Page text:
Increased levels of the protein troponin in a patient’s blood is a marker for a cardiac infarction that may have recently occurred. Researchers at NYU Polytechnic School of Engineering have reported in journal Plasma Processes and Polymers on the development of new test strips that use gold nanoparticles to detect troponin I (cTn-I) with high sensitivity, potentially leading to a fast and early test for heart attacks.
Unlike other gold nanoparticles, these are created using a microplasma chemical process that allows more antibodies to be stuck to the surface. The researchers were able to modulate the technique to be able to stick as high amount of them as possible, resulting in considerably greater ability to detect even low concentrations of cTn-I.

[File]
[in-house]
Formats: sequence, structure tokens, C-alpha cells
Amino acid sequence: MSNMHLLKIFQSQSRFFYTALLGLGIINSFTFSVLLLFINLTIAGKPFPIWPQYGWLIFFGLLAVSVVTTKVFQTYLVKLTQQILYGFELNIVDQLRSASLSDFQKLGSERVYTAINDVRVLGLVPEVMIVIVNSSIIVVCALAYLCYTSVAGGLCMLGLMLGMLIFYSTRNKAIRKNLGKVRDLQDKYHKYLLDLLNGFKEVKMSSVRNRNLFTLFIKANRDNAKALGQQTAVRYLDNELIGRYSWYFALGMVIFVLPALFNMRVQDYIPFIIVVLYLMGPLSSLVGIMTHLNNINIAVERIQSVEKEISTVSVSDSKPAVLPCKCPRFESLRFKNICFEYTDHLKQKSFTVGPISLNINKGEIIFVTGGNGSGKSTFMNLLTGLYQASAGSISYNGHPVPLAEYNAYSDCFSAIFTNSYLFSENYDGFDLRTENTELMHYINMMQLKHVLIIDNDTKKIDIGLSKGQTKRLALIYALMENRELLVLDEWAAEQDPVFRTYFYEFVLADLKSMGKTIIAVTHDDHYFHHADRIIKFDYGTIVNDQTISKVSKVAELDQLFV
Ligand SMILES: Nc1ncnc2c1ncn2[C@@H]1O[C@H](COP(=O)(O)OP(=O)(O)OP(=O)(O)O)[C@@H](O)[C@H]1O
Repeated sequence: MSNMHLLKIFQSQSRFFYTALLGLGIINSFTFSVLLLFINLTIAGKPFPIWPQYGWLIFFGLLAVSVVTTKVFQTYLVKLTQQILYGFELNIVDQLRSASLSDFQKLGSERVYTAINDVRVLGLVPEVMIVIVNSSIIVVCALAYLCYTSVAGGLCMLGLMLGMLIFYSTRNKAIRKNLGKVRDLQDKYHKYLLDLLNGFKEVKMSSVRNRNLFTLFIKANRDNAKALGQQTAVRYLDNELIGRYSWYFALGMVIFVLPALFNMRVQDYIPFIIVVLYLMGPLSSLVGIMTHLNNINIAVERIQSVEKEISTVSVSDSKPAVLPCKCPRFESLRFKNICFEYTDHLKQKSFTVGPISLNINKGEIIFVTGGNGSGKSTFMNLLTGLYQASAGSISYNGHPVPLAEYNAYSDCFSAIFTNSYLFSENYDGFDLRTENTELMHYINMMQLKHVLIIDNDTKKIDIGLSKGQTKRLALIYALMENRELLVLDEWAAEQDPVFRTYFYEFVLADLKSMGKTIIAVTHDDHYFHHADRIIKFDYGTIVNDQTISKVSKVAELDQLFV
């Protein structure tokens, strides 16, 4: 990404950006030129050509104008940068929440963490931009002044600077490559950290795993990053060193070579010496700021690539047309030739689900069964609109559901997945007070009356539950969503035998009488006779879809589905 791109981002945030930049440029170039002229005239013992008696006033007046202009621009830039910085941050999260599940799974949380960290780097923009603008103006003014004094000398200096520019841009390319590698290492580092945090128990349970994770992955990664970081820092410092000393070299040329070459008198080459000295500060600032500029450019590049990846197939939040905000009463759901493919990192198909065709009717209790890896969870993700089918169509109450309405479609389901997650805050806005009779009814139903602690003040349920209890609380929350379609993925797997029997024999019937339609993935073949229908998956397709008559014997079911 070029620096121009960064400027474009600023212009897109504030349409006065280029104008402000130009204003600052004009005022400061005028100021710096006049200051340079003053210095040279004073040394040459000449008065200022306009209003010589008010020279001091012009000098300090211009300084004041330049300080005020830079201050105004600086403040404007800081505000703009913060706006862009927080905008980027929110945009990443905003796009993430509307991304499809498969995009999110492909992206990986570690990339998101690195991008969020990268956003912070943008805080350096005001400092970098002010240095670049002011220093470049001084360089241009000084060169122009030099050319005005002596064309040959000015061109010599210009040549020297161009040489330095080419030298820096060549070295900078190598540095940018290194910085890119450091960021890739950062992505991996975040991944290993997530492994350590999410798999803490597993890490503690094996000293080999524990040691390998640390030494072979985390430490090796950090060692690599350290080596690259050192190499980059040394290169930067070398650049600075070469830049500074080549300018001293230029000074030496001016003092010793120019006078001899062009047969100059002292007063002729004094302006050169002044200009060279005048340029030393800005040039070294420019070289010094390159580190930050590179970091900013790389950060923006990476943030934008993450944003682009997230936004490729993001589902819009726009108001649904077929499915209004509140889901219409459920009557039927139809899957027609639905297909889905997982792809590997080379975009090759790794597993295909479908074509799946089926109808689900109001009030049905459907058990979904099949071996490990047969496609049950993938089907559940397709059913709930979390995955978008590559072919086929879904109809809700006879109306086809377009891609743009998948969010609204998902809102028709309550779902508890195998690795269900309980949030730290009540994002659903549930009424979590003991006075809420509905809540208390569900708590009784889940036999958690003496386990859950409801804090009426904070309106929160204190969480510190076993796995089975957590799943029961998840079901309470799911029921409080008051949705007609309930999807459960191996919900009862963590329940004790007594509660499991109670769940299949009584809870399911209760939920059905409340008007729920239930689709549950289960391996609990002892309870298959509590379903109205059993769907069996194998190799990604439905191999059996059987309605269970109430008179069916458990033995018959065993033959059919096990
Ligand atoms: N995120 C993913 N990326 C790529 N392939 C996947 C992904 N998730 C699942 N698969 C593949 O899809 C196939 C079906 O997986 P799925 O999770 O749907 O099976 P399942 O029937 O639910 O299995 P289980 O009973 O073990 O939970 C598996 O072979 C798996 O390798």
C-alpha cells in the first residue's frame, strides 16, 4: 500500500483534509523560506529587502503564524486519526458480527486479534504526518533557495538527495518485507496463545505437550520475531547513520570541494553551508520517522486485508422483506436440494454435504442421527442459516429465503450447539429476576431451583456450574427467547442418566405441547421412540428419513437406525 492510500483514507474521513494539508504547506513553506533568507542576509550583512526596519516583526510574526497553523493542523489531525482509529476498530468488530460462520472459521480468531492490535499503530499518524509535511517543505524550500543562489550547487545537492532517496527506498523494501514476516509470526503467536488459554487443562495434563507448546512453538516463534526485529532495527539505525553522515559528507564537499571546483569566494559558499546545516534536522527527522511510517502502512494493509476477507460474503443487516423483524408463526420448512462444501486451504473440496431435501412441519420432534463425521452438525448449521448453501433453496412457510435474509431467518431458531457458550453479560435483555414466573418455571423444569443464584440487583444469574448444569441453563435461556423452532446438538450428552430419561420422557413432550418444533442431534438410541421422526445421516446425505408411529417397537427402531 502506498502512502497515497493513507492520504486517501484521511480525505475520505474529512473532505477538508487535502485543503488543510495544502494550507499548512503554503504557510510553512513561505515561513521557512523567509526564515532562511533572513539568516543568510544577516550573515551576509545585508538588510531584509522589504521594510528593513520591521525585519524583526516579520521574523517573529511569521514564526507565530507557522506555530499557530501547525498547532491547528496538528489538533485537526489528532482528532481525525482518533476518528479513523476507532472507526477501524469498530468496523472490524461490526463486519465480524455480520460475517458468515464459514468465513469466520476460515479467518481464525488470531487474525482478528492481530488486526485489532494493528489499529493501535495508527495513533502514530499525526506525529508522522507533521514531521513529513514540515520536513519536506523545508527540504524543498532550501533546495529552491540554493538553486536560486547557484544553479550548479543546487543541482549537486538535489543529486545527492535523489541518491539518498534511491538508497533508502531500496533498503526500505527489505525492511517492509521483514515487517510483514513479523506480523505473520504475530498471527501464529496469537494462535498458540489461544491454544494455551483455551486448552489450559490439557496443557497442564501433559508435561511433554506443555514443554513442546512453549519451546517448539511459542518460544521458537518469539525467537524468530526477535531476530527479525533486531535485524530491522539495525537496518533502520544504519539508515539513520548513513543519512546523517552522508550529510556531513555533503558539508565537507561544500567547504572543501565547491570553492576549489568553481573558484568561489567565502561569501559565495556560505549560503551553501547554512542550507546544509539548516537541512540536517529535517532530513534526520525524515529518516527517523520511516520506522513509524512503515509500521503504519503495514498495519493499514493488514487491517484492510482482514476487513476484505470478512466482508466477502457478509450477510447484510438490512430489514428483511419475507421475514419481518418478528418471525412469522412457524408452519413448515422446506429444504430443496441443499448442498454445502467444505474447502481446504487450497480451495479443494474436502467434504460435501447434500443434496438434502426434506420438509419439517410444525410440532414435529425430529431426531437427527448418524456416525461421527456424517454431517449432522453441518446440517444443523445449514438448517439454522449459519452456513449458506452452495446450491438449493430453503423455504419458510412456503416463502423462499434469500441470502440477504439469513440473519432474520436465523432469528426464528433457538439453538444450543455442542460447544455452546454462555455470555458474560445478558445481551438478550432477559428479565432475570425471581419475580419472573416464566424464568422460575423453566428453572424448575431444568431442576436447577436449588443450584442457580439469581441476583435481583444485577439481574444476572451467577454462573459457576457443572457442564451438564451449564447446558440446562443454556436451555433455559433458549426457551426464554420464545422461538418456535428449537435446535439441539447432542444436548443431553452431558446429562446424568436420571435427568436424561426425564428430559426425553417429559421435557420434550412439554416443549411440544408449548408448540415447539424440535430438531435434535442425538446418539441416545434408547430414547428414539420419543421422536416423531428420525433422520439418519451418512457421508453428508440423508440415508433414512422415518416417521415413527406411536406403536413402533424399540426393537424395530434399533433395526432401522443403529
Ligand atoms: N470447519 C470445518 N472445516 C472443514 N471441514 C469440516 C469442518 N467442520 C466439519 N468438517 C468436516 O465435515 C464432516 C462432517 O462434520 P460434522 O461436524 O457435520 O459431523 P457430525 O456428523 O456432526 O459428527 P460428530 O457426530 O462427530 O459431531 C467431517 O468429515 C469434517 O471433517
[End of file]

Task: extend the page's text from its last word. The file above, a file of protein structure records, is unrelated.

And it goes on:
The microplasma-assisted synthesis of AuNPs has great potential for other biomedical and therapeutic applications such as tumor detection, cancer imaging, drug delivery, and treatment of degenerative diseases such as Alzheimer’s.
The routine use of gold nanoparticles in therapy and disease detection in patients is still years away: longer for therapeutic applications and shorter for biosensors. The biggest hurdle to overcome is the fact that the synthesis of monodisperse, size-controlled gold nanoparticles, even using microplasmas, is still a costly, time-consuming, and labor-intensive process, which limits their use currently to small-scale clinical studies, Kurt H. Becker, a professor in the Department of Applied Physics and the Department of Mechanical and Aerospace Engineering, explained.